Date: Mon, 5 Jan 1998 18:09:10 +0800
Sender: Southeast Asia Discussion List <SEASIA-L@msu.edu>
From: Lynn August Linse <linsela@ROBUSTDC.COM>
Subject: FWD: MY: Foreign workers will bear brunt of job losses
To: Multiple recipients of list SEASIA-L <SEASIA-L@msu.edu>
Foreign workers will bear brunt of job losses
From Singapore Press
2 January 1998
KUALA LUMPUR -- The Malaysian government has
to come up with strict measures to protect the interests of local
workers as an estimated one million jobs are expected to be lost
The Star yesterday quoted Deputy Home Minister Datuk Mohd Tajol
Rosli Ghazali as saying foreign workers would have to bear the
"costs" of the economic downturn.
"This loss means that foreign workers must give up their jobs to
the locals," he said after launching the Immigration Department's
1998 Work Programme here on Friday.
He said the ministry had frozen work-permit applications and
renewal in certain service sectors excluding domestic maids.
Foreign workers would be redeployed to the plantation and
export-oriented sectors as it would be more cost-effective than
getting new ones from abroad, he said.
"Any foreign worker who has worked here for three years and has
no criminal record may be redeployed to other sectors," said
Datuk Tajol Rosli.
He said that the presence of almost two million foreign workers
was caused by employers who only wanted to offer low salaries as
well as local workers who were too choosy.
"Back then, Malaysian workers only wanted highly-paid jobs but
with the economic downturn this may not be possible," he said.
He said during times like this, the government could not afford
to be generous to others.
He said that employers would have to pay the costs of deporting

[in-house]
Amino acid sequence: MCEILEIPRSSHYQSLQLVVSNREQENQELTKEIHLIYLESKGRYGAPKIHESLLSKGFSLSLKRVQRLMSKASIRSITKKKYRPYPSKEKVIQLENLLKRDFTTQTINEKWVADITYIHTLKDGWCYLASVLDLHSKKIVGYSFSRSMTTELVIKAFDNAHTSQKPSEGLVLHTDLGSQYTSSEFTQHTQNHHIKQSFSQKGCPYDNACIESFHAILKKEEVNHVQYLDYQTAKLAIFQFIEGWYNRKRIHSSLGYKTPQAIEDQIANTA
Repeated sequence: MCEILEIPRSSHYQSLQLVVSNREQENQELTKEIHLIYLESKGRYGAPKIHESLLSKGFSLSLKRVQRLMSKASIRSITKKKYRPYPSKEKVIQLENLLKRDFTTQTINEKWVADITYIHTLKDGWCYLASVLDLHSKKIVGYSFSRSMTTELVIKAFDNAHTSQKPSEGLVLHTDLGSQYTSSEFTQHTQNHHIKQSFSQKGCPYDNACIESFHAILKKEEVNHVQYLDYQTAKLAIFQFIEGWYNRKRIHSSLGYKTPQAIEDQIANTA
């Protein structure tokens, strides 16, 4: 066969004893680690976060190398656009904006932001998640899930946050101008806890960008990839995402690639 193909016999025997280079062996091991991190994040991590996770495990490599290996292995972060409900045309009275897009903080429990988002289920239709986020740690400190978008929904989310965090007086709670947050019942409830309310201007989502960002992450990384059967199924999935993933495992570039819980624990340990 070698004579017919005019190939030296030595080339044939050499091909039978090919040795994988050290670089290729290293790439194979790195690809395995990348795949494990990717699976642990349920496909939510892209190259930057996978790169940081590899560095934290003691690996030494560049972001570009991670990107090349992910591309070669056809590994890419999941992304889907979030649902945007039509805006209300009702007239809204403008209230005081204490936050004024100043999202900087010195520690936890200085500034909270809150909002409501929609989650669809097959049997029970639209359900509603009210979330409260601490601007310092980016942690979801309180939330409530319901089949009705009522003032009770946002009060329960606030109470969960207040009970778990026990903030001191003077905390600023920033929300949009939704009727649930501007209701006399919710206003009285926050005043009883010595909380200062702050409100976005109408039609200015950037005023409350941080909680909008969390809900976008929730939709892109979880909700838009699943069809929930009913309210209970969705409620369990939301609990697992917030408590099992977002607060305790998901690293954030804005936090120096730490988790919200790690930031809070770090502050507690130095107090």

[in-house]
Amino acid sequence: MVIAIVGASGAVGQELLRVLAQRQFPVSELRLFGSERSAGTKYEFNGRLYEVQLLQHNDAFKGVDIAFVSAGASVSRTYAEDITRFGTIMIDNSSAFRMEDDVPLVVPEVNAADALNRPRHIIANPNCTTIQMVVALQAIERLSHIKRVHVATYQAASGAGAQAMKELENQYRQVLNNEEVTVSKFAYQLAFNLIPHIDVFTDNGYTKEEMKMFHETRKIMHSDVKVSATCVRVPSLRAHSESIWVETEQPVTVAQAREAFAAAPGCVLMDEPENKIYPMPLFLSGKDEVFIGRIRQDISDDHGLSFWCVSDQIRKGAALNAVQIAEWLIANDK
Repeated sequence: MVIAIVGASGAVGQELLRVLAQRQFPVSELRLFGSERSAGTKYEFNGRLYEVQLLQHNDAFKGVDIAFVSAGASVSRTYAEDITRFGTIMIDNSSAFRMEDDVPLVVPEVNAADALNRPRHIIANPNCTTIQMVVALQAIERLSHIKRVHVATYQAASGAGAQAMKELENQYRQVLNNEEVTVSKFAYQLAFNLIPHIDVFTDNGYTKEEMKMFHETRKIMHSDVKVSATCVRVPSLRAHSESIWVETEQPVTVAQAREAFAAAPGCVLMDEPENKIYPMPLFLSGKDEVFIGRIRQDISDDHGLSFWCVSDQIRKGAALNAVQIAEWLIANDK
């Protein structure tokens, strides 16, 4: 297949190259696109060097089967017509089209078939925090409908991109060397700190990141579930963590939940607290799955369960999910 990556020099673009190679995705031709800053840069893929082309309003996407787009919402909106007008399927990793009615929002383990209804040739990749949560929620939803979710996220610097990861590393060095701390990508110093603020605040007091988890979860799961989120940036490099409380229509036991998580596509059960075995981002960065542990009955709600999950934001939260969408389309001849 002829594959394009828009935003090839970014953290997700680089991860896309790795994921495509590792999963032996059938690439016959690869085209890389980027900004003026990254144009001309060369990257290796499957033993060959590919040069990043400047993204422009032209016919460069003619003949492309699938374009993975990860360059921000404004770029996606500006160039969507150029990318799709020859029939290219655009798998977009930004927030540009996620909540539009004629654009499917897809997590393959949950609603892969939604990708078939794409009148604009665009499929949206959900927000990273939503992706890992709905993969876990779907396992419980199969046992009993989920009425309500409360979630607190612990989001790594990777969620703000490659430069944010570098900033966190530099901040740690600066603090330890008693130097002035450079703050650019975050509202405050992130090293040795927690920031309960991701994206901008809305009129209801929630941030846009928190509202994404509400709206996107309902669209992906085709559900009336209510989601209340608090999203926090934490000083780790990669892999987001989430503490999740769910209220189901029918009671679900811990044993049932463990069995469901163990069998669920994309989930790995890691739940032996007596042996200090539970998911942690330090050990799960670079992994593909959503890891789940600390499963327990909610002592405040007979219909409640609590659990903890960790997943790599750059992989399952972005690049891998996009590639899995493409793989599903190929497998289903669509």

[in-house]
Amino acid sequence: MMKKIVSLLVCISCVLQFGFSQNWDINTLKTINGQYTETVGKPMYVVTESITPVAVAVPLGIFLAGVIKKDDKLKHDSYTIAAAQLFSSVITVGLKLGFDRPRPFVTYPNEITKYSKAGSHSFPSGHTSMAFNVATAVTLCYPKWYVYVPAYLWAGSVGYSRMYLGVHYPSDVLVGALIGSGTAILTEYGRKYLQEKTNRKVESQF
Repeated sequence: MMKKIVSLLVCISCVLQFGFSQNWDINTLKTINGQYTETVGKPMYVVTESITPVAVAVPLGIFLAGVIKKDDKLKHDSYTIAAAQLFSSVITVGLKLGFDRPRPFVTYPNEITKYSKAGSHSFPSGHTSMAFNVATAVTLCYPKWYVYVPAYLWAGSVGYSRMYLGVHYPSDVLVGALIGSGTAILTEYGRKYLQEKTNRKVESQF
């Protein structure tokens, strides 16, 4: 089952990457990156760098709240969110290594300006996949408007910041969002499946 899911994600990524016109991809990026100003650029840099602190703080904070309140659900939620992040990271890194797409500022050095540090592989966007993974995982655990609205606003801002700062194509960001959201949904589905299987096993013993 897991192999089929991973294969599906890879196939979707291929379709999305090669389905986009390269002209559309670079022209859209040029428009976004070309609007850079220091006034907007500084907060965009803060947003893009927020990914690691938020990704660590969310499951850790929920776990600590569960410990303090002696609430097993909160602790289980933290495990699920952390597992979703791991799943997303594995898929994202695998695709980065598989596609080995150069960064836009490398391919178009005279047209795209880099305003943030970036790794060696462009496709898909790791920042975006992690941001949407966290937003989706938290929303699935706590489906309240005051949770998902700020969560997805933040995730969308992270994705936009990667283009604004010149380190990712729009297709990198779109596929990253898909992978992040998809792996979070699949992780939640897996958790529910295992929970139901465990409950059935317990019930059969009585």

Only 1.2 million of the foreign workers are registered with the
Immigration Department. Most of the illegal workers are
Indonesians, officials have said.
About 9,000 Indonesian illegal immigrants were repatriated last
year with the cooperation of the Indonesian authorities.
Datuk Tajol Rosli also said that the authorities would no longer
carry out checks on foreigners on the streets but would instead
concentrate on raids on factories and estates.
"This is because no employer will take responsibility for illegal
workers caught on the streets," he said.
During the last decade of uninterrupted economic growth, Malaysia
came to depend heavily on foreign workers to perform many of the
low-paid jobs shunned by locals.
But Malaysia stopped recruiting all foreign workers last August,
and with companies retrenching, locals are expected to begin
competing with the foreigners for jobs in sectors such as hotels
and heavy industry.
Copyright 1997 Singapore Press Holdings Ltd. All rights reserved.
Lynn August Linse, firstname.lastname@example.org
Robust DataComm Pte Ltd, 221 Henderson Road #04-10
Singapore 159557, Ph(65)272-2340 Fx(65)272-0582